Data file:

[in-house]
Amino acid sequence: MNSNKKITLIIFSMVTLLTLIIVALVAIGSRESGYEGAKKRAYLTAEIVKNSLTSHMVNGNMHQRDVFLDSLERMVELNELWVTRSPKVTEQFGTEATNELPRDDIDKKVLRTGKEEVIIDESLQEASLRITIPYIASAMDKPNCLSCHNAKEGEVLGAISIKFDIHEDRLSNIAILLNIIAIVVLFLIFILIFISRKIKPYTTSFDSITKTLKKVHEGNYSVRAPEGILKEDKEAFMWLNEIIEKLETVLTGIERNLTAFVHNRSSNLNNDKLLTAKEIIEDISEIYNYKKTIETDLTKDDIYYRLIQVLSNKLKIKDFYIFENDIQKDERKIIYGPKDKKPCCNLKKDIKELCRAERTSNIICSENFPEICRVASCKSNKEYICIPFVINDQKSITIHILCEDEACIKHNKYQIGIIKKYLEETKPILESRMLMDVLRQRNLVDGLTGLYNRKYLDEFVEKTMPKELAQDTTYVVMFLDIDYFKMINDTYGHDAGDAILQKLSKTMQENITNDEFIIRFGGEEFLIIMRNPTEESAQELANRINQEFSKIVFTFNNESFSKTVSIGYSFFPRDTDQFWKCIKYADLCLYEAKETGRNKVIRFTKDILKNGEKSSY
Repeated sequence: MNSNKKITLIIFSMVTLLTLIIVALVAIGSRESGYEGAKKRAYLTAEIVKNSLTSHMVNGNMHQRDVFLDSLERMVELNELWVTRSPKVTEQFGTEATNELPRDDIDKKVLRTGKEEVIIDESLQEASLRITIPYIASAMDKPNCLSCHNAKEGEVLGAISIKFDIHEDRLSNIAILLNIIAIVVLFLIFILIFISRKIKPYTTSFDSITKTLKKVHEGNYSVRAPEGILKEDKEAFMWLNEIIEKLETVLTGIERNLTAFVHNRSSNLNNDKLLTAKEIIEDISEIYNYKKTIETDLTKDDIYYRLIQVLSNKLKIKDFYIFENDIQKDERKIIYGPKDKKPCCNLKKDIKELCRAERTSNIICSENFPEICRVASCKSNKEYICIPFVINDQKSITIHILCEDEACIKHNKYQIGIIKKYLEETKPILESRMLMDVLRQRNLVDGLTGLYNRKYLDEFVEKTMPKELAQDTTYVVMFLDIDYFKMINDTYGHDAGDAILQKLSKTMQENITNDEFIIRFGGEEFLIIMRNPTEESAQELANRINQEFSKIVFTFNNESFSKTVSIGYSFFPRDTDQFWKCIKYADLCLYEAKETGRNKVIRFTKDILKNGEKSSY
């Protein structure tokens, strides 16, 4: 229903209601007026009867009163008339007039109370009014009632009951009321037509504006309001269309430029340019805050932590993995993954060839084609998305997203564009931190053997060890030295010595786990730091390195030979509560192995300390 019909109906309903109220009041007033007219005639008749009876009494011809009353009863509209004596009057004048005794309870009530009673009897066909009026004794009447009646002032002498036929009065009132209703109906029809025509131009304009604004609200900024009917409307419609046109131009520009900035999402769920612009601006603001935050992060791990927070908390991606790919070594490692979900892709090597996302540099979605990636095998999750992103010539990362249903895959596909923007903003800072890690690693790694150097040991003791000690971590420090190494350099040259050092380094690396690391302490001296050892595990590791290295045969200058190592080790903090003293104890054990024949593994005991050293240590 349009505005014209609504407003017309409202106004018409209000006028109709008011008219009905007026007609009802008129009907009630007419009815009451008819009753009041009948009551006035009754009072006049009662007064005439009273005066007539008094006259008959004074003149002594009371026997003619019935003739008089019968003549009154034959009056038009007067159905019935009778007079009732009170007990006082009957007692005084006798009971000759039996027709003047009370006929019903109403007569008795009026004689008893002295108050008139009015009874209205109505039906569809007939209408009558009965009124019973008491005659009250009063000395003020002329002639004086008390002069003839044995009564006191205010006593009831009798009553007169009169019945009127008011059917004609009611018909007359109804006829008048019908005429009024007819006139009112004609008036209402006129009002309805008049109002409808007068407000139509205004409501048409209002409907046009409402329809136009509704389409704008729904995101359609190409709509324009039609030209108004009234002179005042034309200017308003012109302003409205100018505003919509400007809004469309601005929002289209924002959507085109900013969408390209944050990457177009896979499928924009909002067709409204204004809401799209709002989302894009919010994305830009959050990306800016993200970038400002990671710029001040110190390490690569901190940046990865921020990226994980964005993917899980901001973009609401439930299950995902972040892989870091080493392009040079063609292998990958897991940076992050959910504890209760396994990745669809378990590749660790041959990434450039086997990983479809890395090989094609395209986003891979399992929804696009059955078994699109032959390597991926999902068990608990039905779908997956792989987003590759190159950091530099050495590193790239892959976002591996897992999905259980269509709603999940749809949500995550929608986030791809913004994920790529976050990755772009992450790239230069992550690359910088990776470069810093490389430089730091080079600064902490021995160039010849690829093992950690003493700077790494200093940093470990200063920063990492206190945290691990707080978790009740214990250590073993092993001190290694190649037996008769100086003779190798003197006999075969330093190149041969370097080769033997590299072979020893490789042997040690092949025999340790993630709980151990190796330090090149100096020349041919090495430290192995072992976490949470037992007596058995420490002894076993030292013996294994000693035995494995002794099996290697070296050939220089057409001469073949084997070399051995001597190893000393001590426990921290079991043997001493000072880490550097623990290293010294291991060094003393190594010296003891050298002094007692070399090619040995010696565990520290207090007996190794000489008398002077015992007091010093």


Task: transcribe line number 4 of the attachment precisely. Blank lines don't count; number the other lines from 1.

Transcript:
């Protein structure tokens, strides 16, 4: 229903209601007026009867009163008339007039109370009014009632009951009321037509504006309001269309430029340019805050932590993995993954060839084609998305997203564009931190053997060890030295010595786990730091390195030979509560192995300390 019909109906309903109220009041007033007219005639008749009876009494011809009353009863509209004596009057004048005794309870009530009673009897066909009026004794009447009646002032002498036929009065009132209703109906029809025509131009304009604004609200900024009917409307419609046109131009520009900035999402769920612009601006603001935050992060791990927070908390991606790919070594490692979900892709090597996302540099979605990636095998999750992103010539990362249903895959596909923007903003800072890690690693790694150097040991003791000690971590420090190494350099040259050092380094690396690391302490001296050892595990590791290295045969200058190592080790903090003293104890054990024949593994005991050293240590 349009505005014209609504407003017309409202106004018409209000006028109709008011008219009905007026007609009802008129009907009630007419009815009451008819009753009041009948009551006035009754009072006049009662007064005439009273005066007539008094006259008959004074003149002594009371026997003619019935003739008089019968003549009154034959009056038009007067159905019935009778007079009732009170007990006082009957007692005084006798009971000759039996027709003047009370006929019903109403007569008795009026004689008893002295108050008139009015009874209205109505039906569809007939209408009558009965009124019973008491005659009250009063000395003020002329002639004086008390002069003839044995009564006191205010006593009831009798009553007169009169019945009127008011059917004609009611018909007359109804006829008048019908005429009024007819006139009112004609008036209402006129009002309805008049109002409808007068407000139509205004409501048409209002409907046009409402329809136009509704389409704008729904995101359609190409709509324009039609030209108004009234002179005042034309200017308003012109302003409205100018505003919509400007809004469309601005929002289209924002959507085109900013969408390209944050990457177009896979499928924009909002067709409204204004809401799209709002989302894009919010994305830009959050990306800016993200970038400002990671710029001040110190390490690569901190940046990865921020990226994980964005993917899980901001973009609401439930299950995902972040892989870091080493392009040079063609292998990958897991940076992050959910504890209760396994990745669809378990590749660790041959990434450039086997990983479809890395090989094609395209986003891979399992929804696009059955078994699109032959390597991926999902068990608990039905779908997956792989987003590759190159950091530099050495590193790239892959976002591996897992999905259980269509709603999940749809949500995550929608986030791809913004994920790529976050990755772009992450790239230069992550690359910088990776470069810093490389430089730091080079600064902490021995160039010849690829093992950690003493700077790494200093940093470990200063920063990492206190945290691990707080978790009740214990250590073993092993001190290694190649037996008769100086003779190798003197006999075969330093190149041969370097080769033997590299072979020893490789042997040690092949025999340790993630709980151990190796330090090149100096020349041919090495430290192995072992976490949470037992007596058995420490002894076993030292013996294994000693035995494995002794099996290697070296050939220089057409001469073949084997070399051995001597190893000393001590426990921290079991043997001493000072880490550097623990290293010294291991060094003393190594010296003891050298002094007692070399090619040995010696565990520290207090007996190794000489008398002077015992007091010093």